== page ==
International Service Leads to 2014 Lindquist Award at WSU

OGDEN, Utah – For her passionate commitment to service both locally and globally, assistant professor of respiratory therapy Lisa Trujillo has been selected as the 2014 recipient of the John A. Lindquist Award at Weber State University. She will be honored at a March 26 luncheon from noon to 1:30 p.m. in the Shepherd Union Ballrooms.

Since 2005, Trujillo’s global work has concentrated on Ghana in West Africa. In her efforts to provide free health services, medical education and community health education to the country’s underserved, she has collaborated 
with WSU’s departments of geography, computer science and business as well as with Ghanaian entities from hospitals and schools to e-waste centers.

“The Lindquist Award, which was established in 2007, is one of WSU’s most prestigious honors,” said WSU Vice President for Student Affairs Jan Winniford. “It recognizes faculty and staff who have demonstrated sustained and outstanding commitment to mentoring WSU students in learning through community engagement.”

Trujillo (right) with Ghanaian pulmonologist Audrey Forson.

As part of her doctoral program, Trujillo focused on 
introducing the profession of respiratory therapy to the Ghanaian medical community. After nearly two years of meetings, discussions and approvals, the University of Ghana will soon begin accepting students into a baccalaureate respiratory therapy program.

“Part of their preparation has included sending physicians to join the WSU respiratory therapy department for semester-long training, which will aid the future Ghanaian faculty and physician mentors in understanding the scope and breadth of practice of this profession,” Trujillo wrote in her acceptance letter. “The development of this partnership will lead to additional opportunities for WSU students to engage their fellow students in Ghana through collaborative learning and research.”

Trujillo’s work and projects have made a tremendous impact not only on those individuals who are being served but also upon those who are providing the service.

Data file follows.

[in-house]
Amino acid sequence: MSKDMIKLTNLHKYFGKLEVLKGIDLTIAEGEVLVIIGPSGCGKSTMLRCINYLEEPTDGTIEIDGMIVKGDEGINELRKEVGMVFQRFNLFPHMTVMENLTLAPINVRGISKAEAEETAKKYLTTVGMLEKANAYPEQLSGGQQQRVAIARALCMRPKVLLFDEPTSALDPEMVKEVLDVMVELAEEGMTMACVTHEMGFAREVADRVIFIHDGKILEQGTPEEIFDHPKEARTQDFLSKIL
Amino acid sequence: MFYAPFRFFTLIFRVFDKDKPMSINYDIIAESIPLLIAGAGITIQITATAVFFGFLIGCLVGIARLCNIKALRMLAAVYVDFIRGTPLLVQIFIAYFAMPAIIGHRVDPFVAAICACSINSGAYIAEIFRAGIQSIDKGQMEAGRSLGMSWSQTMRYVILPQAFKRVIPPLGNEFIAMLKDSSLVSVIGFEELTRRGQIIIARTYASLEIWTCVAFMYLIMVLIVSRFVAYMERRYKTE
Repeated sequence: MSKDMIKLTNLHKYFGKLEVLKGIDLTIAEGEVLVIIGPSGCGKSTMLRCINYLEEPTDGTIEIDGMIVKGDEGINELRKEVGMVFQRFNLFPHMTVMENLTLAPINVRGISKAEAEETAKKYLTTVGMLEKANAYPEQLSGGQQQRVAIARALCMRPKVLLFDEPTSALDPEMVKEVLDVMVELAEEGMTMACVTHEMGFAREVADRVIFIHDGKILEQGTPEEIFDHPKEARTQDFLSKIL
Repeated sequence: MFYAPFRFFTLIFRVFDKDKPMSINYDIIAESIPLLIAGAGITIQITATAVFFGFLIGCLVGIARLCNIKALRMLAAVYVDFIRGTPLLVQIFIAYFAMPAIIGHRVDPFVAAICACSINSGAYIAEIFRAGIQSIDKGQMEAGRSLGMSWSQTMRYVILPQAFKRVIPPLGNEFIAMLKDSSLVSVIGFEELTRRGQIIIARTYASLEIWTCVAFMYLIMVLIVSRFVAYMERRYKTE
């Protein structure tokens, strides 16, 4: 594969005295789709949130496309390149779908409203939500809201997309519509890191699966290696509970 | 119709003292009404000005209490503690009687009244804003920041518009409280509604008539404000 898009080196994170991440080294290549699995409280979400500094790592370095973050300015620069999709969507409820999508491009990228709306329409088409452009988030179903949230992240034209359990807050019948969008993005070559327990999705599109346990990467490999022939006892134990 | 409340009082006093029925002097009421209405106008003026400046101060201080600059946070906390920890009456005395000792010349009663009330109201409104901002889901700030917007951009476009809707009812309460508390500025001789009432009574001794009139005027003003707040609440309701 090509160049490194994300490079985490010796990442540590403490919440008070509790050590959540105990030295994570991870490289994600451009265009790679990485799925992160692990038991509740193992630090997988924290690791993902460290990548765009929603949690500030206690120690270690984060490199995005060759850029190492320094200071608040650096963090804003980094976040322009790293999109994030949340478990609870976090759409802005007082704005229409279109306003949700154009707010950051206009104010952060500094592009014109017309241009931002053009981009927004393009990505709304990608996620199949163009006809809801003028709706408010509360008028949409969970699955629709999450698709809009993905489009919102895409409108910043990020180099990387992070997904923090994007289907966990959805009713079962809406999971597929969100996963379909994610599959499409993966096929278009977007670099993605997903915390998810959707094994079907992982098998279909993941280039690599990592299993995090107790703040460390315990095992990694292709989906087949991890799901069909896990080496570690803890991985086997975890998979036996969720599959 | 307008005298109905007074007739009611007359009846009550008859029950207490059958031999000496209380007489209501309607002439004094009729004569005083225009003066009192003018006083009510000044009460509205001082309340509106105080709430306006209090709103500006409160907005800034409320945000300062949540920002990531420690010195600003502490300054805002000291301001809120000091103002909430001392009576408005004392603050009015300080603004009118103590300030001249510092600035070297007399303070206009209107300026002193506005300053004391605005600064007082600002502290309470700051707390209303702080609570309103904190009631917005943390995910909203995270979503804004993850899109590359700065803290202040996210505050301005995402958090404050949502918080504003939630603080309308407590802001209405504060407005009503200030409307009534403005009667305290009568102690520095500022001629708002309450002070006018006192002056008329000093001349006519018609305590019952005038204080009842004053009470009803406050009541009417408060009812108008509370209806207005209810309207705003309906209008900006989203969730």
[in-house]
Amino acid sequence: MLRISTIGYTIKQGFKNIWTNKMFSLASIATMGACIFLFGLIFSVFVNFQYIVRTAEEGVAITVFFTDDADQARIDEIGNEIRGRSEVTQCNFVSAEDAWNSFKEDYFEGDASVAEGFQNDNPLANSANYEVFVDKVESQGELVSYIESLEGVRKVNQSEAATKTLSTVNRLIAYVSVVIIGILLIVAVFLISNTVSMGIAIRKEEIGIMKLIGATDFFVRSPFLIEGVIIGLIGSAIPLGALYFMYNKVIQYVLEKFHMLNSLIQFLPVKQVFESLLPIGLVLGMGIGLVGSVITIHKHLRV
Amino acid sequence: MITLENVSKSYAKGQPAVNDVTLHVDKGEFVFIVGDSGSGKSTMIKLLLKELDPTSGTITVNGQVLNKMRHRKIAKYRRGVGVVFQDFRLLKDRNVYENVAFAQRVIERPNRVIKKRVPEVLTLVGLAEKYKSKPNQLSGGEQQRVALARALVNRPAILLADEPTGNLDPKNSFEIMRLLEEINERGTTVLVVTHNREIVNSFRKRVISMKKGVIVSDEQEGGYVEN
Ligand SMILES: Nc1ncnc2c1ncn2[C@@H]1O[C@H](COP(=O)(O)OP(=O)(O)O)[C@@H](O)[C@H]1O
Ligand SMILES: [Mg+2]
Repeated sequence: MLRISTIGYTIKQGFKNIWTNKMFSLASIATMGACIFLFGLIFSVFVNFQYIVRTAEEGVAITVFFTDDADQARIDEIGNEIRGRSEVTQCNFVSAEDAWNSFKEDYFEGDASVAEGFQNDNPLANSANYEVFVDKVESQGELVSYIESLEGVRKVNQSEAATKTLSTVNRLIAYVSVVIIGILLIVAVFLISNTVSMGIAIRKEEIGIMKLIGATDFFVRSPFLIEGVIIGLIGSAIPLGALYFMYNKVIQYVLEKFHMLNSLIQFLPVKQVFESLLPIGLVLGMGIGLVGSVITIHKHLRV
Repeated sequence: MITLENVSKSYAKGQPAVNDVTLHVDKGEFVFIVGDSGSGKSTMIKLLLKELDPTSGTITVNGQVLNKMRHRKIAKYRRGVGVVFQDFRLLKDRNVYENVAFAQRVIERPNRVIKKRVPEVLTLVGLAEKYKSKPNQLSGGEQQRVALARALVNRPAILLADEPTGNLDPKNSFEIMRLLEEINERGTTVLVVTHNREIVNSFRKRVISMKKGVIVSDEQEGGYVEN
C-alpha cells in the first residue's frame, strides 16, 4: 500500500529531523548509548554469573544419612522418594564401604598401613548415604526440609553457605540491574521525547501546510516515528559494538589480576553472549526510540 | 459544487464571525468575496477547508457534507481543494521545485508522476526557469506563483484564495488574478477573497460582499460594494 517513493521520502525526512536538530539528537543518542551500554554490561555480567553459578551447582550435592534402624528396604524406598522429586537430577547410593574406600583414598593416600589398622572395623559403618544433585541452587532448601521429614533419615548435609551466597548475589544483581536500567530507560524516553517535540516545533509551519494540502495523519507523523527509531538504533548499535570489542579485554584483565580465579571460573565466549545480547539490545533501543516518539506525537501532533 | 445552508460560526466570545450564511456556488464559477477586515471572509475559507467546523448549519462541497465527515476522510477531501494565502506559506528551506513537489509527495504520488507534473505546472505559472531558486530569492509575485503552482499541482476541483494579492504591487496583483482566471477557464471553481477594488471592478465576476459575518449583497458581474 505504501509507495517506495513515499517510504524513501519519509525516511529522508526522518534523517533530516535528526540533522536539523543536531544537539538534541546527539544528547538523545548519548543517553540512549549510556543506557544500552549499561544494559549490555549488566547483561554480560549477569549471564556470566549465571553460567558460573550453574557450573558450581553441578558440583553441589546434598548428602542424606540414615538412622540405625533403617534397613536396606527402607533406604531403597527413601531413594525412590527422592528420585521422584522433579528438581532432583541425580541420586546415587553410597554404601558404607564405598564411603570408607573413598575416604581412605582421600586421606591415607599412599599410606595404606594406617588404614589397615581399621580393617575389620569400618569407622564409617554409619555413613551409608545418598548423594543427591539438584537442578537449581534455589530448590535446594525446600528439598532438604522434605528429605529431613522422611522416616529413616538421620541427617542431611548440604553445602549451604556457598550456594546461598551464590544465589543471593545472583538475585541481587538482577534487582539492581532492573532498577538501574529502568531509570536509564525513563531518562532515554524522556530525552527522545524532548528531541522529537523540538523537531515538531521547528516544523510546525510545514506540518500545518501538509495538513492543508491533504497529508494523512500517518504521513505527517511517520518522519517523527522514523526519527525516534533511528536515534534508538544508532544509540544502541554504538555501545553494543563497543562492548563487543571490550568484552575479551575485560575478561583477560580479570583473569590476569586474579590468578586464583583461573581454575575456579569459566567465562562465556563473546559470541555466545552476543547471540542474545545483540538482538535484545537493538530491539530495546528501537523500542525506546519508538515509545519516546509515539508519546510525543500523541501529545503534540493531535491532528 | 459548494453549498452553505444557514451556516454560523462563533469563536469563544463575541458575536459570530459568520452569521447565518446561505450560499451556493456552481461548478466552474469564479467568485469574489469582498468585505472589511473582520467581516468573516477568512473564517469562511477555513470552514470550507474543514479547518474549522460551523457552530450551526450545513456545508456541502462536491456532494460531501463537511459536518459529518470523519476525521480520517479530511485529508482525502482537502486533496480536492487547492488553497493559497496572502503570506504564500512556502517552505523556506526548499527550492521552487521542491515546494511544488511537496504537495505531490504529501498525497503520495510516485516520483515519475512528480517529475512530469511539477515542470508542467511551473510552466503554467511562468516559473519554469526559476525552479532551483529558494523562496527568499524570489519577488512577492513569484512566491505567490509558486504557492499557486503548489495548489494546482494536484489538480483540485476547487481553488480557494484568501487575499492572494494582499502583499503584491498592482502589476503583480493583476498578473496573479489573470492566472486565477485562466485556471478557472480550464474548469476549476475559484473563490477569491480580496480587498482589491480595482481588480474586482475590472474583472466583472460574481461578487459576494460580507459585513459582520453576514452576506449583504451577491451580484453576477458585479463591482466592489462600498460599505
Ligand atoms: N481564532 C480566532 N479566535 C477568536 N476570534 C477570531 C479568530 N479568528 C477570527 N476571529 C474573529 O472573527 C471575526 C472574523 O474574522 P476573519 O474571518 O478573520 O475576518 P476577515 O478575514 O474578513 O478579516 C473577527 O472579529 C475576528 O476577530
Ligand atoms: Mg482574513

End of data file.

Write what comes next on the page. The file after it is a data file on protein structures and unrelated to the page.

“I have learned through her teaching that everyone needs care regardless of his or her geographical location,” wrote WSU student Spencer Boyce in his recommendation letter. “I have the resources to make a difference, and Dr. Trujillo has facilitated an opportunity for me to do so.” 

Trujillo embeds community engaged learning — or community service — in the courses she teaches.
She enables her students to teach locally about respiratory health, basic life support and disease prevention; to create personal service projects with community providers; and to involve themselves at the state level with legislative activities and rallies relating to tobacco regulation at the state Capitol.

One student group in the REST 4620 Health Promotions independent project course developed a community-based support group for people with chronic obstructive pulmonary disease (COPD). Trujillo introduced the groups to the Alan E. and Jeanne N. Hall Endowment for Community Outreach, and mentored them through the grant application process.

“With her support, our group received a $5,000 grant,” WSU student Elizabeth Wilson wrote in a nomination letter. “Because of Lisa’s help in making our dream a success, we are now capable of perpetuating the learning and benefit of community service to future students.”

The award is named for John A. Lindquist, a strong advocate of education and the community, who spent a lifetime supporting Ogden, Weber County and Weber State. Lindquist’s ties to WSU date back to the late 1930s, when he attended Weber College and was a student body officer. Throughout his lifetime, he generously supported cultural, academic, athletic and student activities and programs.

During the 2012-13 school year, 80 professors, in addition to Trujillo, taught 227 community engaged learning (CEL) designated courses. Of WSU’s student population, 31.6 percent registered and completed 147,921 service hours through the Center for Community Engaged Learning, worth an estimated $2.7 million.

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Jan Winniford, vice president for Student Affairs
801-626-6008 •

Brenda Kowalewski, director, Center for Community Engaged Learning
801-626-7737 •
Cozette Jenkins, University Communications
801-626-7948 •